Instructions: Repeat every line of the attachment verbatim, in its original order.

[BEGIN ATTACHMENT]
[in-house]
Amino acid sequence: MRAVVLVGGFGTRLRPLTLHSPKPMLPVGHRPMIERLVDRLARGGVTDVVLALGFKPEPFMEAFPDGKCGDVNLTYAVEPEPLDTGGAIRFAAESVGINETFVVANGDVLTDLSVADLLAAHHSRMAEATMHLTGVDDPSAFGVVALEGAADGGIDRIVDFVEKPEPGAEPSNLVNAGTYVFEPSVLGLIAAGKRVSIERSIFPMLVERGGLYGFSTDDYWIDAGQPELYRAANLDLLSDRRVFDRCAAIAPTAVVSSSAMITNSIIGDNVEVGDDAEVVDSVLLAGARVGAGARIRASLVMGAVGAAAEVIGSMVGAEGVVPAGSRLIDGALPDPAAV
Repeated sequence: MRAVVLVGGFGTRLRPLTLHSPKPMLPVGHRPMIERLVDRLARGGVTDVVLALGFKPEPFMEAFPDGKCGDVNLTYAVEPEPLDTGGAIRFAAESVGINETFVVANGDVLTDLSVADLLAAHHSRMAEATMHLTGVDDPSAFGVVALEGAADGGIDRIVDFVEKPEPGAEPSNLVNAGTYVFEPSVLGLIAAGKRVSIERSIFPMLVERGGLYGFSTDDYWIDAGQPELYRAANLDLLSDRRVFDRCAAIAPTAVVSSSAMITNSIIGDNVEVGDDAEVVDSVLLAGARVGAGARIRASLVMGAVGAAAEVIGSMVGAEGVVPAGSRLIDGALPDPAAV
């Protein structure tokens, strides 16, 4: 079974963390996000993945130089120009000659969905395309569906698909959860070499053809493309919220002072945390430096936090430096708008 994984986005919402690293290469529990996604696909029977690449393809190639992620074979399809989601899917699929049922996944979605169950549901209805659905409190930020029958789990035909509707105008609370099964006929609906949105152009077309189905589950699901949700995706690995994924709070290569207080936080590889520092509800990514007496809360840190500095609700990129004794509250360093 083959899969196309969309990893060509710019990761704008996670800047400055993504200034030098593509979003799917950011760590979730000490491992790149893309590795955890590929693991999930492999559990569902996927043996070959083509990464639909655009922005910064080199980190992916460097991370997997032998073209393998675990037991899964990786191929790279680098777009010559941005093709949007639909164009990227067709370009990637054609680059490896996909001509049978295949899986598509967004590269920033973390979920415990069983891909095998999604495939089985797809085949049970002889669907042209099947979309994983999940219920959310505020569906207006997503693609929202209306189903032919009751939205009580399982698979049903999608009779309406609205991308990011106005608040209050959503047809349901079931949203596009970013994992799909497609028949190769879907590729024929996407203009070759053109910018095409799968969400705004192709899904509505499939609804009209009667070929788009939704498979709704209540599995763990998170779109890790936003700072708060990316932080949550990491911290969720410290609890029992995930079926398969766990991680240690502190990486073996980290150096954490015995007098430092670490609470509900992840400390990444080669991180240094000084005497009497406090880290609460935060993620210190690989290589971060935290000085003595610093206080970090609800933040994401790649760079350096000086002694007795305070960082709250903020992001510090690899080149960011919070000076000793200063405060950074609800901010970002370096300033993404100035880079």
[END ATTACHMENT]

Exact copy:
[in-house]
Amino acid sequence: MRAVVLVGGFGTRLRPLTLHSPKPMLPVGHRPMIERLVDRLARGGVTDVVLALGFKPEPFMEAFPDGKCGDVNLTYAVEPEPLDTGGAIRFAAESVGINETFVVANGDVLTDLSVADLLAAHHSRMAEATMHLTGVDDPSAFGVVALEGAADGGIDRIVDFVEKPEPGAEPSNLVNAGTYVFEPSVLGLIAAGKRVSIERSIFPMLVERGGLYGFSTDDYWIDAGQPELYRAANLDLLSDRRVFDRCAAIAPTAVVSSSAMITNSIIGDNVEVGDDAEVVDSVLLAGARVGAGARIRASLVMGAVGAAAEVIGSMVGAEGVVPAGSRLIDGALPDPAAV
Repeated sequence: MRAVVLVGGFGTRLRPLTLHSPKPMLPVGHRPMIERLVDRLARGGVTDVVLALGFKPEPFMEAFPDGKCGDVNLTYAVEPEPLDTGGAIRFAAESVGINETFVVANGDVLTDLSVADLLAAHHSRMAEATMHLTGVDDPSAFGVVALEGAADGGIDRIVDFVEKPEPGAEPSNLVNAGTYVFEPSVLGLIAAGKRVSIERSIFPMLVERGGLYGFSTDDYWIDAGQPELYRAANLDLLSDRRVFDRCAAIAPTAVVSSSAMITNSIIGDNVEVGDDAEVVDSVLLAGARVGAGARIRASLVMGAVGAAAEVIGSMVGAEGVVPAGSRLIDGALPDPAAV
């Protein structure tokens, strides 16, 4: 079974963390996000993945130089120009000659969905395309569906698909959860070499053809493309919220002072945390430096936090430096708008 994984986005919402690293290469529990996604696909029977690449393809190639992620074979399809989601899917699929049922996944979605169950549901209805659905409190930020029958789990035909509707105008609370099964006929609906949105152009077309189905589950699901949700995706690995994924709070290569207080936080590889520092509800990514007496809360840190500095609700990129004794509250360093 083959899969196309969309990893060509710019990761704008996670800047400055993504200034030098593509979003799917950011760590979730000490491992790149893309590795955890590929693991999930492999559990569902996927043996070959083509990464639909655009922005910064080199980190992916460097991370997997032998073209393998675990037991899964990786191929790279680098777009010559941005093709949007639909164009990227067709370009990637054609680059490896996909001509049978295949899986598509967004590269920033973390979920415990069983891909095998999604495939089985797809085949049970002889669907042209099947979309994983999940219920959310505020569906207006997503693609929202209306189903032919009751939205009580399982698979049903999608009779309406609205991308990011106005608040209050959503047809349901079931949203596009970013994992799909497609028949190769879907590729024929996407203009070759053109910018095409799968969400705004192709899904509505499939609804009209009667070929788009939704498979709704209540599995763990998170779109890790936003700072708060990316932080949550990491911290969720410290609890029992995930079926398969766990991680240690502190990486073996980290150096954490015995007098430092670490609470509900992840400390990444080669991180240094000084005497009497406090880290609460935060993620210190690989290589971060935290000085003595610093206080970090609800933040994401790649760079350096000086002694007795305070960082709250903020992001510090690899080149960011919070000076000793200063405060950074609800901010970002370096300033993404100035880079």